When the FLIntraCellCommonHopping is on, initial permutations Pki(.) for all portsets except the portset with index 0 are generated based on Bon, while the initial permutation for portset index 0 is generated based on Boff. To make proper use of this mode, the SECTOR_PN_OFFSET for two sectors of the same cell may differ in three bit locations, namely the bits with indices 5, 6 and 7. Here, bit index 0 corresponds to the MSB while bit index 11 corresponds to the LSB.

The procedure for generating the initial permutations for all portsets except the one with index 0 is as follows:

    • 1. Find the smallest integer n such that NFFT ≦2n. Set |L|=n/2 if n is even and (n−1)/2 if n is odd.
    • 2. Set the Feistel seeds S1, S2 and S3 as follows:
    • 3. Find S′=[Bon*2654435761] mod 232. Set S to be the bit-reversed value of S′ in a 32-bit representation.
    • 4. Set S1 to be the |L| LSBs of S, S2 to be the second |L| LSBs of S, and S3 to be the third |L| LSBs of S. In other words, S1=S mod 2|L|, S2=(S−S1)/2|L| mod 2|L| and S3=(S−S1−S22|L|)/22|L| mod 2|L|.
    • 5. Initialize K counters y0, y1, . . . , yK−1 to zero. Initialize another counter x to zero.
    • 6. Find the output π(x) of the Feistel network seeded with S1, S2 and S3.
    • 7. If π(x) corresponds to a hop port in the kth port set (i.e., if N0+N1+ . . . +Nk−1≦90 (x)<N0+N1+ . . . Nk−1+Nk) for k>0, then:
    • 8. Set Pki(yk)=π(x)−(N0+N1+ . . . +Nk−1) and
    • 9. Increment yk by 1.
    • 10. Increment the counter x by 1. If x<NFFT, repeat steps 4 through 6, else stop.
    • 11. The initial permutation for portset index 0 is generated as follows:
    • 12. Find the smallest integer n such that (NFFT-NGUARD)≦2n. Set |L|=n/2 if n is even and (n−1)/2 if n is odd.
    • 13. Set the Feistel seeds S1, S2 and S3 as follows:
    • 14. Find S′=[Boff*2654435761] mod 232. Set S to be the bit-reversed value of S′ in a 32-bit representation.
    • 15. Set S1 to be the |L| LSBs of S, S2 to be the second |L| LSBs of S, and S3 to be the third |L| LSBs of S. In other words, S1=S mod 2|L|, S2=(S−S1)/2|L| mod 2|L| and S3=(S−S1−S22|L| mod 2|L|.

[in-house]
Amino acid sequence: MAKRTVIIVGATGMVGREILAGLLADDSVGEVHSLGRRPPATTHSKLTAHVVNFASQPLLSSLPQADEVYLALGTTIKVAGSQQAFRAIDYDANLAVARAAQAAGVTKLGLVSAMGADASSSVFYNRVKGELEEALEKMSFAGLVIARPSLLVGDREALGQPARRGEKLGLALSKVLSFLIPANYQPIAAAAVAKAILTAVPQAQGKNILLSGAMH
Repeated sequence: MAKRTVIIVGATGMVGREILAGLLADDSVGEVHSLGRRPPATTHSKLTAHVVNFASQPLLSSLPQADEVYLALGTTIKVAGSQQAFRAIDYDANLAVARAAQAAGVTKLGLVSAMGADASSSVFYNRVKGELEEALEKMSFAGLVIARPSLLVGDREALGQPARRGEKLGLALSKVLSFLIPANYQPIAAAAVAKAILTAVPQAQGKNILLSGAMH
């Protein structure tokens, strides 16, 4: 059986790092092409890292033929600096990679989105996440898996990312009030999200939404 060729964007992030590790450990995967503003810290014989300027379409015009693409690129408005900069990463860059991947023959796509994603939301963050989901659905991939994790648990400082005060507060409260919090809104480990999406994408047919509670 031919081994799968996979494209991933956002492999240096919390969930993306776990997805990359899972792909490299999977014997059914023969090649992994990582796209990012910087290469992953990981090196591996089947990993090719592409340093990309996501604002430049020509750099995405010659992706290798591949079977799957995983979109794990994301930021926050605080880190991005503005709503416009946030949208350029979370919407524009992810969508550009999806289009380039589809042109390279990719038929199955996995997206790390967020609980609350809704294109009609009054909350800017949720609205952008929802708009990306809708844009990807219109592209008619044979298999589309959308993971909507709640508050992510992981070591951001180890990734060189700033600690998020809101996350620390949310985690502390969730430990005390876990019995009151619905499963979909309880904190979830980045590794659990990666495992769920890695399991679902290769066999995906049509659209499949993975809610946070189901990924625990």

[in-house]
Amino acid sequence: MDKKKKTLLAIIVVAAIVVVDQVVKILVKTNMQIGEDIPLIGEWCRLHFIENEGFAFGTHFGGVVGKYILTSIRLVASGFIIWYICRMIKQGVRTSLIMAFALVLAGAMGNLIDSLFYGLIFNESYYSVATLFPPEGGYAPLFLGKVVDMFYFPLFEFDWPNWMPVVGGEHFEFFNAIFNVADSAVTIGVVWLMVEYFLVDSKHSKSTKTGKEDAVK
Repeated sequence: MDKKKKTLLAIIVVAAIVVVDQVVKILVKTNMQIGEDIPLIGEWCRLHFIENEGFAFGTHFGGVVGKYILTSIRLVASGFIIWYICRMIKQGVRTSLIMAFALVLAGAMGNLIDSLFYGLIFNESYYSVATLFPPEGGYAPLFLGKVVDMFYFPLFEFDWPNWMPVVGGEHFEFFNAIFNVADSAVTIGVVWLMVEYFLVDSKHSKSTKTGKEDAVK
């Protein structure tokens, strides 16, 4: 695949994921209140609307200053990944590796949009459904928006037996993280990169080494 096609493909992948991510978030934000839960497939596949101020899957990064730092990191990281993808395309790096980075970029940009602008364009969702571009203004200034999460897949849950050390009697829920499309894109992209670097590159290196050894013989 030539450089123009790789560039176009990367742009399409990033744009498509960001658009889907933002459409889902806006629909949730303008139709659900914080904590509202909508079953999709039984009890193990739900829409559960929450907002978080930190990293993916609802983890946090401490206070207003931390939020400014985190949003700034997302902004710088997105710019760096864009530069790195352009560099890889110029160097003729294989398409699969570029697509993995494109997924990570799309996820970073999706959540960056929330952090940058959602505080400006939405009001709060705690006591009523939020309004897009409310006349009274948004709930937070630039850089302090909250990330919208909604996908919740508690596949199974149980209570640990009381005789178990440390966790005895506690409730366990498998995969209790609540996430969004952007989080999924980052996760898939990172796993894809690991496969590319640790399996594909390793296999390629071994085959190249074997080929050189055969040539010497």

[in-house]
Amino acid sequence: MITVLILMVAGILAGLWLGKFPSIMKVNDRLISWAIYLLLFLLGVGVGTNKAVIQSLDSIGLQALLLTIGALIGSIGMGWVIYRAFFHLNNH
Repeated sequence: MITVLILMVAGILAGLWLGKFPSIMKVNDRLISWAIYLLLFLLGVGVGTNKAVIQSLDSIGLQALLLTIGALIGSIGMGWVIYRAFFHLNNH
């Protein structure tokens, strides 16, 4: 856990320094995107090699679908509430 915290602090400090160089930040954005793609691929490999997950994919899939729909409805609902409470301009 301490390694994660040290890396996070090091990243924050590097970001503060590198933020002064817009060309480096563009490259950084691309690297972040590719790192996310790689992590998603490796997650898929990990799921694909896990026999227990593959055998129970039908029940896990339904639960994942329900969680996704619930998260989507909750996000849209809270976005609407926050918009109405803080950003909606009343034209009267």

• 16. Initialize two counters x and y to zero.
    • 17. Find the output π(x) of the Feistel network seeded with S1, S2 and S3.
    • 18. If π(x) corresponds to a hop port in the 0th port set (i.e., if π(x)<N0):
    • 19. Set P0i(y)=π(x) and
    • 20. Increment y by 1.
    • 21. Increment the counter x by 1. If x<NFFT, repeat steps 4 through 6, else stop.

The Common Pilot Channel (F-CPICH) may occupy an evenly spaced set of sub-carriers in every modulation symbol of every PHY Frame. Let Np be the nominal number of pilot sub-carriers in each OFDM symbol. Np is given by the “Number of Pilots” field of the “SystemInfo” block, which is public data of the Overhead Messages Protocol. The spacing between neighboring pilot sub-carriers may then be equal to Dp=NFFT/Np.

For each symbol in a PHY Frame, a variable Offsetp taking values between 0 and Dp−1 may be determined using the following procedure: Let i be the superframe index and let j be the index of the OFDM symbol within the superframe (starting with index 0). The variable Offsetp is not defined if j<=4, i.e., if the symbol is in the superframe preamble.

If j is odd, Offsetp may be determined using a 13-bit PN-register with generator polynomial h(D)=D13+D12+D11+D8+1. The shift-register may be initialized to the state [1 p11 p10 p9 p8 p7 p6 p5 p4 p3 p2 p1 p0] before the beginning of the superframe, where p11, p10, p9, . . . , p0 are the 12 bits of the SECTOR_PN_PHASE, with p11 being the MSB and p0 being the LSB. The shift-register maybe clocked 13 times every symbol. Offsetp may be chosen to be the value of the register modulo Dp. Here, the value of the register is the value before Symbol j, i.e., the value of the register after it has been clocked j*13 times.

If j is even, the value of Offsetp may be computed by adding the value Dp/2 to the value of Offsetp for the previous OFDM symbol modulo Dp. For each symbol in a PHY Frame, the subcarrier with index isc may be occupied by the F-CPICH if the following two conditions are satisfied: isc mod NFFT=Offsetp and the subcarrier with index isc is not a guard subcarrier.

Each subcarrier occupied by the F-CPICH may be modulated with the complex value (√{square root over (P)}, 0), where P is the ratio of the power spectral density of the F-CPICH to the power spectral density of the second symbol in the F-ACQCH. This ratio is given by the “CommonPilotPower” field of the SystemInfo block, which may be public data of the Overhead Messages Protocol.